At the Red Hat Summit 2019 conference, Red Hat today announced the general availability of Red Hat Enterprise Linux (RHEL) 8, which includes among other things a Smart Management add-on designed to make it easier to manage RHEL 8 across hybrid cloud computing environments.
In addition, RHEL 8 includes Application Streams, a set of utilities for updating languages, frameworks and developer tools without impacting the core resources, as well as updating RHEL 7 to RHEL 8 in place.
RHEL 8 also adds Red Hat Enterprise Linux System Roles, which provides modules to automate complex tasks using the Ansible automation framework along with support for the Red Hat container toolkit and the general availability of the Red Hat Universal Base Image, a userspace image derived from RHEL that makes it easier to build Linux containers certified to run on RHEL.
Red Hat also revealed that Red Hat Insights, a set of predictive analytics tools, will be included with the RHEL 8 subscription and that RHEL 8 supports both the OpenSSL 1.1.1 and TLS 1.3 cryptographic standards.
Gunnar Hellekson, director for product management for Red Hat, said Red Hat is focusing on automating as many tasks as possible as part of an effort to make the life of IT operations teams simpler. As part of that effort, Hellekson said Red Hat is moving to lower the barrier to becoming a RHEL administrator by abstracting away many of the complexities historically associated with trying to manage Linux environments using a command line interface (CLI). Much of that focus will manifest themselves via ongoing enhancements to the Compose and Cockpit tools Red Hat provides for deploying and managing instances of RHEL, said Hellekson.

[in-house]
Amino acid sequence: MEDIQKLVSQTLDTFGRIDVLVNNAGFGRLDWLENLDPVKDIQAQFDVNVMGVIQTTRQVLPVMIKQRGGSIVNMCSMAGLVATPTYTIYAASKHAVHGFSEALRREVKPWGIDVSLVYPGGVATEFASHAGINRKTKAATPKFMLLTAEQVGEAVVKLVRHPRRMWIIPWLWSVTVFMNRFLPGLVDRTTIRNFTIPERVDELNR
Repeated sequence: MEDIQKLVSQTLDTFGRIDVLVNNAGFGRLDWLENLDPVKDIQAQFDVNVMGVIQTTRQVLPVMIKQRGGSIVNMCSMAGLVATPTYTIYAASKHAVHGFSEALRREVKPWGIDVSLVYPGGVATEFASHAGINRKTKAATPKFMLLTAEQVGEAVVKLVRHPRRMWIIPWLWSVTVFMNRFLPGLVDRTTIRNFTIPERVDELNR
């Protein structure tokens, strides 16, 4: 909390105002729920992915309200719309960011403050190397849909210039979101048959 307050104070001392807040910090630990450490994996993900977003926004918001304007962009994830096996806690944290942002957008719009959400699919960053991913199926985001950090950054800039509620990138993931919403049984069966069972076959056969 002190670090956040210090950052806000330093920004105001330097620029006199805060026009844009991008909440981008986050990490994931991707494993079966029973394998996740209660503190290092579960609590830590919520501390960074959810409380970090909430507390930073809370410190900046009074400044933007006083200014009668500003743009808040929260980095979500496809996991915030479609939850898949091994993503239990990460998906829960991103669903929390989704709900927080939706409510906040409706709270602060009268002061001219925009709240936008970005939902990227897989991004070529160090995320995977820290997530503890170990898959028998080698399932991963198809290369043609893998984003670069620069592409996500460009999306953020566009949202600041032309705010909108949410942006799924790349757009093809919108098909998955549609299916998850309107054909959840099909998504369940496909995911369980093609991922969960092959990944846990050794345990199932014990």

Red Hat is making it clear it wants to make RHEL much more accessible to a larger number of IT administrators, especially those that historically have favored a more graphical approach to managing operating system environments. At the same time, however, Red Hat is infusing more automation into RHEL 8 as part of an effort to make it easier to manage deployments at scale. That latter capability is crucial for DevOps teams that, for example, need to be able to update a development environment without waiting for an IT operations team to reconfigure and reboot an operating system. Via add-ons to the core RHEL platform, Red Hat is now starting to expand those automation capabilities across both on-premises and public cloud computing environments.
It’s unclear going forward how many instances of RHEL any one IT administrator might be able to manage on their own. Trying to determine that number might not even be worth the effort because advances in automation are now coming so rapidly that trying to determine that right number of IT administrators per environment is not possible to determine consistently. Instead, IT organizations should just assume that, thanks to automation enabled by machine learning algorithms and predictive analytics, the operating system environment is now flexible enough to scale up and down as needed.